After spending a dozen years making a big name for herself as a highly respected investigative reporter in the financial arena, Melissa Davis took a chance on her longtime dream in 2015 by becoming her own boss so that she could pour even more time and energy into uncovering the truth about suspicious public companies by conducting the deepest research of her award-winning career. At that point, Ms. Davis had already established herself as a fearless journalist with an impressive talent for exposing corporate fraud. Most recently, she served as the founding editor of TheStreetSweeper, a financial news website dedicated to warning investors about risky stocks that she essentially built from scratch. Under her leadership, TheStreetSweeper soon earned steady applause from some of the biggest names in the business and continued to flourish for years. Prior to launching that well-known website, Ms. Davis spent seven years on the staff of TheStreet.com -- an even more prominent financial outlet founded by "Mad Money" host Jim Cramer -- where she quickly rose to become one of the leading investigative reporters on a large and impressive editorial team. Already the recipient of numerous awards by the time that TheStreet.com hired her away from the largest newspaper in her home state, Ms. Davis went on to land a national prize for enterprise reporting from the Society of American Business Editors and Writers (SABEW) by the time that her tenure there came to an end. Today, she spends her days (and, when necessary, plenty of late nights) trying to do what she has always done the best even better: revealing the dirty secrets about publicly traded companies that investors desperately need -- and inherently deserve -- to know! (She also smothers her adorable granddaughter -- the other great love of her life -- with plenty of hugs and kisses at every available chance.)
I am a retired college faculty in Philosophy, with specializations in Ethics, Socio-political Theory and Rational Choice/Decision Theory. My teaching focus was on Business Ethics, Medical Ethics and Logic. After retirement I freelanced as a Grant Writer/Fund Raising Consultant. I have taught at Washington University in St. Louis, the University of Missouri - St. Louis, and St. Louis Community College.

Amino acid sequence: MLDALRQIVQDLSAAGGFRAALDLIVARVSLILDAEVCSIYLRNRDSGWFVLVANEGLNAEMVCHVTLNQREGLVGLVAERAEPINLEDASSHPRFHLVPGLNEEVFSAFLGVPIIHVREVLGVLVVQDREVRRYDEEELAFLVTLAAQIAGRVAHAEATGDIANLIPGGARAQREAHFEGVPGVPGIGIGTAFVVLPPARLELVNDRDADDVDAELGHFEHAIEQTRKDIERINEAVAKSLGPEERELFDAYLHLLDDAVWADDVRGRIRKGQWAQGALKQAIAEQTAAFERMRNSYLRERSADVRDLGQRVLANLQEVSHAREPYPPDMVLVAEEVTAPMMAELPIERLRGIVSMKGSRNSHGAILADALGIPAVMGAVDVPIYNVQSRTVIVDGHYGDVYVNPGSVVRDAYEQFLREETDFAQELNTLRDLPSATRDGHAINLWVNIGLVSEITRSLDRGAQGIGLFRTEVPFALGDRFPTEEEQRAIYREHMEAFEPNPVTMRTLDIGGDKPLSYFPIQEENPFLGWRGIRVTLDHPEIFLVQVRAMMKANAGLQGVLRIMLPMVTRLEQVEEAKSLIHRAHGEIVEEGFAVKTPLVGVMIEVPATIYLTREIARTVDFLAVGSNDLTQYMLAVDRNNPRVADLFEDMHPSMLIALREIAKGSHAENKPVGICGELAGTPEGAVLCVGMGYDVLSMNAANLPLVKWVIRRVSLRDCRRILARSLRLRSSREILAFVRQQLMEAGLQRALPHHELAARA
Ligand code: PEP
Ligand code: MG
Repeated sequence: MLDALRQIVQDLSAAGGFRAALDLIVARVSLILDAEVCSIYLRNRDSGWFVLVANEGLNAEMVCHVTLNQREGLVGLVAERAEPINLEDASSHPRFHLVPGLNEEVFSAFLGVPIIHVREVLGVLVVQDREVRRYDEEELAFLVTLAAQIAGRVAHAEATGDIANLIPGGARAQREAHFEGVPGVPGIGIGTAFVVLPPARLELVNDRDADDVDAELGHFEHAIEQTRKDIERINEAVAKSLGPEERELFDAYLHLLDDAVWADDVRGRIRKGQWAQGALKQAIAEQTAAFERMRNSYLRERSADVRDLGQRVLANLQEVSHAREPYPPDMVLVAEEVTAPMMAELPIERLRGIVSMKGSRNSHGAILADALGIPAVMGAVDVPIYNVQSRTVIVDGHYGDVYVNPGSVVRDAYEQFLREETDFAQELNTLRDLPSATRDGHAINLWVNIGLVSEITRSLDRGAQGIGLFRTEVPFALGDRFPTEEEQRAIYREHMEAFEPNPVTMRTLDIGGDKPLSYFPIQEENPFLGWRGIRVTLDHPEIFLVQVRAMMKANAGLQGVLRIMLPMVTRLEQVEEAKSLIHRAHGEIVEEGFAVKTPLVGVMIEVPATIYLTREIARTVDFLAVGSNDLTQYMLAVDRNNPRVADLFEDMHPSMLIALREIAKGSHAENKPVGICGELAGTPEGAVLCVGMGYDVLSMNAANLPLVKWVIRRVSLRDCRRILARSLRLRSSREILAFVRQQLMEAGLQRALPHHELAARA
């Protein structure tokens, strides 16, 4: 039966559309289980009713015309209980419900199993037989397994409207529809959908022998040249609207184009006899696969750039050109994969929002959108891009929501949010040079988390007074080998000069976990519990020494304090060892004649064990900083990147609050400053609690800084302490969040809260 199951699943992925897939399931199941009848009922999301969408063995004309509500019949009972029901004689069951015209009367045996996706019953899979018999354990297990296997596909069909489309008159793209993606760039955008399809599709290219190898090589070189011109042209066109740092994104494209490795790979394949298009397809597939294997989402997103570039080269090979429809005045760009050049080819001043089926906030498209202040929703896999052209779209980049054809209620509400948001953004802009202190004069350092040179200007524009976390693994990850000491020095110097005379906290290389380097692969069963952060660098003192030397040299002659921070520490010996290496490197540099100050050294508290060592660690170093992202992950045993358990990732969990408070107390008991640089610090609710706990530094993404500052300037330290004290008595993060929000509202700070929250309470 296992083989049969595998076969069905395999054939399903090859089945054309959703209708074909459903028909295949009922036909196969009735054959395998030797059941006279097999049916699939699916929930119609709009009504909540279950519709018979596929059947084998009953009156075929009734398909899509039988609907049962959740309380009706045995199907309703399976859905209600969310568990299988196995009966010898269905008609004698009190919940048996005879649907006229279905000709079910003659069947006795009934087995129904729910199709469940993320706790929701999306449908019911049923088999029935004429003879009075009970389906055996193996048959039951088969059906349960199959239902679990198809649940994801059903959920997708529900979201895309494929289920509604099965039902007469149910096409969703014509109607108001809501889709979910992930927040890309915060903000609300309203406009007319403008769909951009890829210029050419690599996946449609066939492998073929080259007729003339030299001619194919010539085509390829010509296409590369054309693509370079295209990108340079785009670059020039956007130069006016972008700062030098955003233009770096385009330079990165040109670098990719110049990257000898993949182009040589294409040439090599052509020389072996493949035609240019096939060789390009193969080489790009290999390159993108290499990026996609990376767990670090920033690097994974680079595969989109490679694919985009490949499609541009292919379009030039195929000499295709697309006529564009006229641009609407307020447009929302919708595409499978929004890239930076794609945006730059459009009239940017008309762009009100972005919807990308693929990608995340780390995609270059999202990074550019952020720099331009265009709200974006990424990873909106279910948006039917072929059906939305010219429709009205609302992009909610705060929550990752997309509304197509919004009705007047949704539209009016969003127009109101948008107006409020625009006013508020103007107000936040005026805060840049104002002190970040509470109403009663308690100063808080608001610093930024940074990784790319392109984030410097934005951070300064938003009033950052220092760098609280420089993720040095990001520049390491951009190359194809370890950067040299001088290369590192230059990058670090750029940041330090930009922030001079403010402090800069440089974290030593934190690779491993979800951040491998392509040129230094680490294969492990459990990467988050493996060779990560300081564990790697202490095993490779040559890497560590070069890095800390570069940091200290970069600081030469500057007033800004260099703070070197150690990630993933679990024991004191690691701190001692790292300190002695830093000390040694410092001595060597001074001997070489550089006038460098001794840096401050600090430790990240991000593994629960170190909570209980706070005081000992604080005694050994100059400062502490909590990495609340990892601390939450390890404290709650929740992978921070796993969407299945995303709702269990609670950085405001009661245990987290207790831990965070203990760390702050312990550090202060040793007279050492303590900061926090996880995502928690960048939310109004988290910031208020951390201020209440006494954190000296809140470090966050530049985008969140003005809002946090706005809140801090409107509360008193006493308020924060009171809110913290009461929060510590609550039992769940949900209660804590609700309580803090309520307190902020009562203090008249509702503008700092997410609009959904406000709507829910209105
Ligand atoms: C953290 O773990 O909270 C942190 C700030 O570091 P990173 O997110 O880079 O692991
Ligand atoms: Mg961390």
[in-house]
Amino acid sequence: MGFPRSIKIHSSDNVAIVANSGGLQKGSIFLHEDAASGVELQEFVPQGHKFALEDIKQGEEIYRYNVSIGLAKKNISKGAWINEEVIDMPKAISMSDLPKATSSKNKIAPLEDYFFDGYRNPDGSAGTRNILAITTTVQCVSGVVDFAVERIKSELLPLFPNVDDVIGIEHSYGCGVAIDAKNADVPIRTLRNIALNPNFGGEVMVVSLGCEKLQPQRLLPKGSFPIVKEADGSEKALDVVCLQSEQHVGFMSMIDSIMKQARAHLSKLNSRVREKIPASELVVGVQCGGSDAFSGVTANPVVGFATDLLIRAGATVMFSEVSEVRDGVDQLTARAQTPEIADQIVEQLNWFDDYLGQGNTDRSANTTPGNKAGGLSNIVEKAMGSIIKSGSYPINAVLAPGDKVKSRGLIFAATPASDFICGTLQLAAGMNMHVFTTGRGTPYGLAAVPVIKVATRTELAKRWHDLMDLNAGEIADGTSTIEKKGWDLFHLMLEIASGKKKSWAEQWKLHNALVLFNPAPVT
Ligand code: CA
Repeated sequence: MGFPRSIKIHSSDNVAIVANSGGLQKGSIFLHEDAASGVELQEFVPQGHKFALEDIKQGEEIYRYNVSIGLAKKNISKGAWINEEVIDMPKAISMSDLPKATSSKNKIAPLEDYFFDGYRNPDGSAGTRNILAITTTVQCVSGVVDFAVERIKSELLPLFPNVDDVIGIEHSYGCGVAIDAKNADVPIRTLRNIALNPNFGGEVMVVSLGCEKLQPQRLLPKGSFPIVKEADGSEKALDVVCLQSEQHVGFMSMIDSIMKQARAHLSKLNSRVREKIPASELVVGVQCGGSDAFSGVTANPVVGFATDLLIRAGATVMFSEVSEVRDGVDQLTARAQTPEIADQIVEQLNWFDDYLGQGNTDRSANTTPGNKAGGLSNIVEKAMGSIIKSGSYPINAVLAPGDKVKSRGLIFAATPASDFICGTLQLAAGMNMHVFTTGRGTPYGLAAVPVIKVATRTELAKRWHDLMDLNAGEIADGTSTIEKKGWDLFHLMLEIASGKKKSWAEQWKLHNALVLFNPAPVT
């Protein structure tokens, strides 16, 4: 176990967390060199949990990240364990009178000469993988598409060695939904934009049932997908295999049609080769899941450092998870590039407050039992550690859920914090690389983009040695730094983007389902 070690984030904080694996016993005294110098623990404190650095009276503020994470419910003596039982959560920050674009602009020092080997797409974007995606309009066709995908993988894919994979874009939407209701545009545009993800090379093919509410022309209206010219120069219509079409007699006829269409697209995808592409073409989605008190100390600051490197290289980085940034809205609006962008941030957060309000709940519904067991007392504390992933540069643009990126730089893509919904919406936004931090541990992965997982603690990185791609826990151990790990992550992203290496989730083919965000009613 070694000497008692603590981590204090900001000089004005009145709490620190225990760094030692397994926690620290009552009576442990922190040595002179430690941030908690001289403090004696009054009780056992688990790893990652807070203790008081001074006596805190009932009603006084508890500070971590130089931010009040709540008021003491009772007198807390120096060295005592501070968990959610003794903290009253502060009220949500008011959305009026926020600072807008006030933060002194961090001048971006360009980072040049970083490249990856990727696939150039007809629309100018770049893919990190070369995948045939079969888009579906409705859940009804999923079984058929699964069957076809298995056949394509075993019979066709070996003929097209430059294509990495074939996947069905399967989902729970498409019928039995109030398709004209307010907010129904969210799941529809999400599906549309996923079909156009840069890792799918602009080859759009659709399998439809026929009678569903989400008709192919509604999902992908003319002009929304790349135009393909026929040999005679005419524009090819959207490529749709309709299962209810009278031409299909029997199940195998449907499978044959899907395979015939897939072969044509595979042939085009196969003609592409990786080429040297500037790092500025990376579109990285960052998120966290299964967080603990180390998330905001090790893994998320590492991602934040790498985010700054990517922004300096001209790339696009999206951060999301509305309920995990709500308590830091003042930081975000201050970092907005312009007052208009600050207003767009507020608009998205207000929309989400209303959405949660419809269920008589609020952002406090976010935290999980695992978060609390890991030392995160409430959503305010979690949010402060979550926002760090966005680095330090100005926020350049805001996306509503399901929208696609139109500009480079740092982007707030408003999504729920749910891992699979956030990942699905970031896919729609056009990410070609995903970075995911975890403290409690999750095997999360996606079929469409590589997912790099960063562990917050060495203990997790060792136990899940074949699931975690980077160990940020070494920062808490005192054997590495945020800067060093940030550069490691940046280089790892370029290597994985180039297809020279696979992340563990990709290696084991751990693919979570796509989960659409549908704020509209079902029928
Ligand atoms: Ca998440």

I believe that potential investments ought to be evaluated through an examination of their fundamentals - i.e., fundamental analysis. Those investments can then be analyzed with respect to whatever criteria an investor may wish to bring to bear, but at least the investments they make will be more or less fundamentally sound. For me, one of the more important features of an investment (after fundamentals are satisfied) is dividend yield. I expect my investment to earn money for me.
I also believe that the day of the "traditional" investment strategy based on one's age/proximity to retirement is over. To be sure, one wants to put one's money in places where it is more secure, but in the day and age of internet-based investment services, a variety of ETFs, and reasonably safe investment vehicles, there is no need for retired people to stick the bulk of their assets in relatively unprofitable treasury notes and bonds.
I got my start in finance as a floor clerk at the CBOE. While I have since moved on to other professional endeavors, I have retained my passion for markets. I became a SeekingAlpha contributor because I subscribe to the idea that writing well is conducive to investing in a consistent manner. Plus, writing for only myself just seems... meh.
Corporate finance axioms to live by:
* "GAAP is crap". - Me
* "Post-Mortem Portfolio Theory " - Me
* "WACC is whack! " - Me
* "You mean the Whack & Scholes?"
* "CAPM? More like CRAPM" - Me
This is all in jest, of course. I periodically feel obliged to sacrilege prevailing doctrine to remind myself that no model is reality, except maybe the simulation that runs Elon Musk's universe.
* "You have to understand the fundamentals first" - Aleks Chechkin
* "You want to know about charts? All ships at the bottom of the ocean had charts; look where that got 'em!" - Bill McMahon